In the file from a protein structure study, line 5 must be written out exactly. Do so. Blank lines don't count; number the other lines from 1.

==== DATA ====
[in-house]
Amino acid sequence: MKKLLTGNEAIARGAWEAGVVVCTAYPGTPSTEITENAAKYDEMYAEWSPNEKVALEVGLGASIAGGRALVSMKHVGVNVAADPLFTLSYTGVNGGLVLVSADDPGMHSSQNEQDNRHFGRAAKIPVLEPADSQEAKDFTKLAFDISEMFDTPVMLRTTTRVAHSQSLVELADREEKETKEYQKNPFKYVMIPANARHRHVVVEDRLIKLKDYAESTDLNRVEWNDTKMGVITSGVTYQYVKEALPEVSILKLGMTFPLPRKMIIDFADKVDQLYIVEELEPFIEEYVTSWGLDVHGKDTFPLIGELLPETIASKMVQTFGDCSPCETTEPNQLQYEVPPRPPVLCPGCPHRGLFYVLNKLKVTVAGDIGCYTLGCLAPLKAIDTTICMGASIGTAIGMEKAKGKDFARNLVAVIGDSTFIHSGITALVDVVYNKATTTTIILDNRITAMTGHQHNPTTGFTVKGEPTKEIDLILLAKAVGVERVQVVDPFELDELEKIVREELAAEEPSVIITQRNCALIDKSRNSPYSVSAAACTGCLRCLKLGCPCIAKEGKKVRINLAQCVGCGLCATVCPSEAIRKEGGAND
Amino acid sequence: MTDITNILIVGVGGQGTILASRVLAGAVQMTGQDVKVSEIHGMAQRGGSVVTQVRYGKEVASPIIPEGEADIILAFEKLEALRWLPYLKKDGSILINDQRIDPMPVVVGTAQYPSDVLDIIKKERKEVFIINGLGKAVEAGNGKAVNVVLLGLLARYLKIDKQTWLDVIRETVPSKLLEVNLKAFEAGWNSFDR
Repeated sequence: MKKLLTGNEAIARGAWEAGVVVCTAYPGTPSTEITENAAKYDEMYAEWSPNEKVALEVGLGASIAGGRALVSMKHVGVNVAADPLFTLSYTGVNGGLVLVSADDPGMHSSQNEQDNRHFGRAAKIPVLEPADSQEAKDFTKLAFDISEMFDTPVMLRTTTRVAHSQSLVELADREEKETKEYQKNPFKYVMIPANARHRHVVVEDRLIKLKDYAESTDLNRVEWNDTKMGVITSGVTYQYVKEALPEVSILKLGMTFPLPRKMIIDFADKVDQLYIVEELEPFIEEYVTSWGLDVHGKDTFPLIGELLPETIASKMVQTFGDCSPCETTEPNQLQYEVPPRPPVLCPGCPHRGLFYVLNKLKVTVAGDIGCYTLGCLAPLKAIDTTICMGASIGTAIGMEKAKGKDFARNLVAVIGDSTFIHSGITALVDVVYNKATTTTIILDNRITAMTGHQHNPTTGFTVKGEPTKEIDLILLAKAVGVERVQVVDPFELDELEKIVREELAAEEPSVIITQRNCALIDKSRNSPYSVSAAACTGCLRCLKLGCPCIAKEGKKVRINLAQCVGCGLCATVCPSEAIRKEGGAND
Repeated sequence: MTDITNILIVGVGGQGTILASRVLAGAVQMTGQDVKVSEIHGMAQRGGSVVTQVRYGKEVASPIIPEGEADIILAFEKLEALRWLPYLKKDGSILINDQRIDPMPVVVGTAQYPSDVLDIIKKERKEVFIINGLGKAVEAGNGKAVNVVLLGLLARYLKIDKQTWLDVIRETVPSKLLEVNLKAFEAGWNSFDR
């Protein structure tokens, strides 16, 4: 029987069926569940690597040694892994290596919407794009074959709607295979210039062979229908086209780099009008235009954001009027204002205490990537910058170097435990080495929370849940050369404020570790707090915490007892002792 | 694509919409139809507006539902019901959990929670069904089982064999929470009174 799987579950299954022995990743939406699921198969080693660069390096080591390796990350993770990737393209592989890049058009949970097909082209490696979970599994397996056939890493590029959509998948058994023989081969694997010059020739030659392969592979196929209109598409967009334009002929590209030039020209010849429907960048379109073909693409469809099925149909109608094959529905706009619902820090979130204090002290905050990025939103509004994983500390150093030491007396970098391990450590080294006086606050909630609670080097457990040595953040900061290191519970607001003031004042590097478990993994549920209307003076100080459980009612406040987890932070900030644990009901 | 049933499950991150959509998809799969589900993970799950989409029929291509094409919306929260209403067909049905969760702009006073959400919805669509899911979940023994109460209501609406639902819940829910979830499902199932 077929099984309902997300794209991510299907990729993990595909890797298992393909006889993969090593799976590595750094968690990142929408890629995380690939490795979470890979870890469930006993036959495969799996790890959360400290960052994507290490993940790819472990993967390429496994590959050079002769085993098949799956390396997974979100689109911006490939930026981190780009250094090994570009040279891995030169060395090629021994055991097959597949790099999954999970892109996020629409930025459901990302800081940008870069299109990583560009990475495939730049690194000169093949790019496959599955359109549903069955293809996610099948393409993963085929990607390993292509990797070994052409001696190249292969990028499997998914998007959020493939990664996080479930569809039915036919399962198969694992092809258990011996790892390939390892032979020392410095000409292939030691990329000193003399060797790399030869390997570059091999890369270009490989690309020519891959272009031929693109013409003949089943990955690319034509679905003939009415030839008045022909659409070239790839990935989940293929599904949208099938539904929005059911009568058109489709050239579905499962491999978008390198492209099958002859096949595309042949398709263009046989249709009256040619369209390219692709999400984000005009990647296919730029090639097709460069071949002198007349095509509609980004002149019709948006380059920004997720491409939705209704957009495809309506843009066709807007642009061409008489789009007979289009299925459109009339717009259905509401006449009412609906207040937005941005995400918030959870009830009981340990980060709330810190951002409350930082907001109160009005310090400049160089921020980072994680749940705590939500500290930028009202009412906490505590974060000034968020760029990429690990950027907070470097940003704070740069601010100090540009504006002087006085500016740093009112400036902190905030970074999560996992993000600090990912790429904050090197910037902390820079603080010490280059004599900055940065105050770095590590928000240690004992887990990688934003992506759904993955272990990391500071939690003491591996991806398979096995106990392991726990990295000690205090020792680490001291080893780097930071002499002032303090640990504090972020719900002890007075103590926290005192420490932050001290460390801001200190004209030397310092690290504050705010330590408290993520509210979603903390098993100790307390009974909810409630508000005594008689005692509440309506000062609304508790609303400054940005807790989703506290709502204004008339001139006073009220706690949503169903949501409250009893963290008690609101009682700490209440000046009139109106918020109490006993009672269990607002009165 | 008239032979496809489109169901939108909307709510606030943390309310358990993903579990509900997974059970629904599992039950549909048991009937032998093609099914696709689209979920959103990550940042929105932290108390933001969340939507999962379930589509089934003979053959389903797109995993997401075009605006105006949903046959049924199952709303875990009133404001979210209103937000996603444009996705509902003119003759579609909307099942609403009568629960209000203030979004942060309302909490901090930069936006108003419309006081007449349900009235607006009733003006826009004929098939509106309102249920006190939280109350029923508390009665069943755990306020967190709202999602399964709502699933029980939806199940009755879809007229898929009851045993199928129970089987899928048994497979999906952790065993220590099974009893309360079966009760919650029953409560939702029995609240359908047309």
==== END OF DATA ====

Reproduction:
Repeated sequence: MTDITNILIVGVGGQGTILASRVLAGAVQMTGQDVKVSEIHGMAQRGGSVVTQVRYGKEVASPIIPEGEADIILAFEKLEALRWLPYLKKDGSILINDQRIDPMPVVVGTAQYPSDVLDIIKKERKEVFIINGLGKAVEAGNGKAVNVVLLGLLARYLKIDKQTWLDVIRETVPSKLLEVNLKAFEAGWNSFDR